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Interview: Manuel Rabasa Guevara

Food security is a priority issue for the Kellogg Foundation. Under a broad definition, this includes the concepts of nutrition and agriculture. The idea is for foodstuffs to be produced with a high quality and in sufficient quantities to satisfy the nutritional needs of low-income populations, while also enabling families to sell the surplus. Between 1995 and 2001, the Kellogg Foundation invested in the Human Nutrition Initiative to spread the concept, set up successful food security projects and work towards making it part of public policy. For the purpose of maintaining and disseminating the victories that have been achieved, RedLAC has been established, once again with the support of the Kellogg Foundation. Manuel Rabasa Guevara, the economist and rural development promoter who supervises RedLAC, talks to us about the initiative.

What is RedLAC?
It is the Latin American and Caribbean Network of Human Nutrition and Sustainable Development, a group of projects, organizations and people, the majority of whom participated in the Kellogg Foundation’s Human Nutrition Initiative between 1995 and 2002.

What are the network’s goals?
To establish a permanent movement of systematic and political change based on the existing parts of the Human Nutrition Initiative, to build up a critical mass of people and institutions with leadership potential in food security and the alleviation of poverty, develop the capacity to influence food policies and practices in order to tackle the structural causes of poverty and social injustice, and communicate and disseminate the victories and the lessons learned.

Why was it necessary to create a network?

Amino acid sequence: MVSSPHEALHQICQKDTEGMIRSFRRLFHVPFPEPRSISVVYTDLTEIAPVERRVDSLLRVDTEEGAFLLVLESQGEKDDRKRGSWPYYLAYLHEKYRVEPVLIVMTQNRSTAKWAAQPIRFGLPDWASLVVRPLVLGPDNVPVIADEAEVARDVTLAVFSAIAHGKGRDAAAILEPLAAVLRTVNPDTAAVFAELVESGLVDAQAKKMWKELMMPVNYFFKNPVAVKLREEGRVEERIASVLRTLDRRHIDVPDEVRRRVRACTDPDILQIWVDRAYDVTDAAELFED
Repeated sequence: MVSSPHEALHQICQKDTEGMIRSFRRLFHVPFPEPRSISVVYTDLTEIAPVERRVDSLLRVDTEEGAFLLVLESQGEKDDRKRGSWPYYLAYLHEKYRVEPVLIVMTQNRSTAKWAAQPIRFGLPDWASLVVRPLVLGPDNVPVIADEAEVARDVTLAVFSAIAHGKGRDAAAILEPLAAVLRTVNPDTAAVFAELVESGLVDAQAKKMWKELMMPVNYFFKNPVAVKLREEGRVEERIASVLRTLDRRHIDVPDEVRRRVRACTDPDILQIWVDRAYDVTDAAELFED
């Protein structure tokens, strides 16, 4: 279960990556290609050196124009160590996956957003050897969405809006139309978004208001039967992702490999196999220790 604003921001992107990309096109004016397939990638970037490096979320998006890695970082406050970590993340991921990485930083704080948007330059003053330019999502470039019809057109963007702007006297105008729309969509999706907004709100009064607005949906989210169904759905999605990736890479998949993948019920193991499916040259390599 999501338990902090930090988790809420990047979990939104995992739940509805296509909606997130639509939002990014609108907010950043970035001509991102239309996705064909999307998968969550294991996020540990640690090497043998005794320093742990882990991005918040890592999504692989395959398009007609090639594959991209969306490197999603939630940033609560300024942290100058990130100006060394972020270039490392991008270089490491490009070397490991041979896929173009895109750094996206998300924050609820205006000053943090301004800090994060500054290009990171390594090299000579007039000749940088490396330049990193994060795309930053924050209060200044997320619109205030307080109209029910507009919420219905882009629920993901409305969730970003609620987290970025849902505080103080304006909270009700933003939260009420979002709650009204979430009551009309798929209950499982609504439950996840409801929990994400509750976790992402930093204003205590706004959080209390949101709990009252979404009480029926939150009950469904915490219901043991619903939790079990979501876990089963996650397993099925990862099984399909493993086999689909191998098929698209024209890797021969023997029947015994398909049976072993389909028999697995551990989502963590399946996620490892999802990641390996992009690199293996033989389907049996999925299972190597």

Between 2001 and 2003, the Human Nutrition Initiative and all the projects that were part of it underwent an independent socio-economic evaluation and systemization. As a result, information was gathered illustrating the victories, lessons and contributions of the projects that were successfully combating malnutrition and improving food security in local communities. Individually, however, the projects were fairly ineffective when it came to influencing public opinion and the government. This is why the need arose to work as a network, to acquire a greater presence and a louder voice.

How long has it existed?
We first decided to create RedLAC at the third Latin American Meeting of the Human Nutrition Initiative, in the Dominican Republic, in August 2002. The participating projects and organizations were grouped into five sub-regions. In February 2004, we set up the Network Dynamizer Group, comprised of two representatives from each sub-region.

Who are the participants?
The members of the projects that participated in the Human Nutrition Initiative, the leaders of the projects that participated in the four years of the Leadership Strengthening Program and the supervisors of the Learning and Knowledge Integration Centers (CAIS). The sub-regional meetings prompted RedLAC to invite representatives from other projects and organizations. Its purpose is to be an open network that will gain more strength and a more powerful voice.

Where are the RedLAC meetings held?
We try to organize for RedLAC to meet in the head offices of the projects or in neighboring locations, so we can get to know and share real experiences.

What’s next on the agenda for RedLAC?
In June and July, RedLAC’s sub-regions are working on the programming of events. Forums and debates have been scheduled for the following dates: Argentina, Brazil and the Andean region in November this year, Central America and the Caribbean in February 2005, and in Mexico in April. The Latin American meeting of CAIS will be held in September of 2004, in Colombia, and RedLAC will participate.

What do you hope to achieve with RedLAC?
That together with other players and social forces, we can contribute to building the conditions for food and nutritional security and sovereignty for the whole population of Latin America and the Caribbean.


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